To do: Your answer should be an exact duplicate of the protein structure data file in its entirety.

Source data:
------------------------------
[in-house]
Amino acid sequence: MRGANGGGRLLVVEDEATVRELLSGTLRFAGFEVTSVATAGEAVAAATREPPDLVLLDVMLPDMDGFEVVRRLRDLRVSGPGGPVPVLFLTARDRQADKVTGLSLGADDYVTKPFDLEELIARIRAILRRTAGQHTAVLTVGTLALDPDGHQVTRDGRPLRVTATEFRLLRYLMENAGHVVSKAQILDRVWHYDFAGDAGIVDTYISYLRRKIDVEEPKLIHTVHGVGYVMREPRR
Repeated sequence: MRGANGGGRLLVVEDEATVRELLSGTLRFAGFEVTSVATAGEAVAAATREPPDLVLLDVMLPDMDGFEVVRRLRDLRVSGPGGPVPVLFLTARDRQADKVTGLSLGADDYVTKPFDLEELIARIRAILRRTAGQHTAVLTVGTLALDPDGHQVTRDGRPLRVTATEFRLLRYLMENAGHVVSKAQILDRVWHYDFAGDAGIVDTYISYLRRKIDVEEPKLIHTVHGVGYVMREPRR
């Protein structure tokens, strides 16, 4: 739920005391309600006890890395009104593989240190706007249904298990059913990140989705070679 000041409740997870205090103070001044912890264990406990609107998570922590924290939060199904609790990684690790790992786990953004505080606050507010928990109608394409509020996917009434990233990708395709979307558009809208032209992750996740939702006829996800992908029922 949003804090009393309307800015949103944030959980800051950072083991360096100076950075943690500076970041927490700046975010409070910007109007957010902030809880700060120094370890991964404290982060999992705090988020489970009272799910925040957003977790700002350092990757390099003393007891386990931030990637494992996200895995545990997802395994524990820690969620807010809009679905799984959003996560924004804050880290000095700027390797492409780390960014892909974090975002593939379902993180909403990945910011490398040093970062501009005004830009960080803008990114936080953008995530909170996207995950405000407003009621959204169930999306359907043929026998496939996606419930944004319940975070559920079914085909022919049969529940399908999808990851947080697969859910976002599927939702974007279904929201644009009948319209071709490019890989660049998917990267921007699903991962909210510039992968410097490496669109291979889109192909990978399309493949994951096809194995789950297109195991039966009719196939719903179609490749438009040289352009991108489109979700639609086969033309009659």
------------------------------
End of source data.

[in-house]
Amino acid sequence: MRGANGGGRLLVVEDEATVRELLSGTLRFAGFEVTSVATAGEAVAAATREPPDLVLLDVMLPDMDGFEVVRRLRDLRVSGPGGPVPVLFLTARDRQADKVTGLSLGADDYVTKPFDLEELIARIRAILRRTAGQHTAVLTVGTLALDPDGHQVTRDGRPLRVTATEFRLLRYLMENAGHVVSKAQILDRVWHYDFAGDAGIVDTYISYLRRKIDVEEPKLIHTVHGVGYVMREPRR
Repeated sequence: MRGANGGGRLLVVEDEATVRELLSGTLRFAGFEVTSVATAGEAVAAATREPPDLVLLDVMLPDMDGFEVVRRLRDLRVSGPGGPVPVLFLTARDRQADKVTGLSLGADDYVTKPFDLEELIARIRAILRRTAGQHTAVLTVGTLALDPDGHQVTRDGRPLRVTATEFRLLRYLMENAGHVVSKAQILDRVWHYDFAGDAGIVDTYISYLRRKIDVEEPKLIHTVHGVGYVMREPRR
């Protein structure tokens, strides 16, 4: 739920005391309600006890890395009104593989240190706007249904298990059913990140989705070679 000041409740997870205090103070001044912890264990406990609107998570922590924290939060199904609790990684690790790992786990953004505080606050507010928990109608394409509020996917009434990233990708395709979307558009809208032209992750996740939702006829996800992908029922 949003804090009393309307800015949103944030959980800051950072083991360096100076950075943690500076970041927490700046975010409070910007109007957010902030809880700060120094370890991964404290982060999992705090988020489970009272799910925040957003977790700002350092990757390099003393007891386990931030990637494992996200895995545990997802395994524990820690969620807010809009679905799984959003996560924004804050880290000095700027390797492409780390960014892909974090975002593939379902993180909403990945910011490398040093970062501009005004830009960080803008990114936080953008995530909170996207995950405000407003009621959204169930999306359907043929026998496939996606419930944004319940975070559920079914085909022919049969529940399908999808990851947080697969859910976002599927939702974007279904929201644009009948319209071709490019890989660049998917990267921007699903991962909210510039992968410097490496669109291979889109192909990978399309493949994951096809194995789950297109195991039966009719196939719903179609490749438009040289352009991108489109979700639609086969033309009659």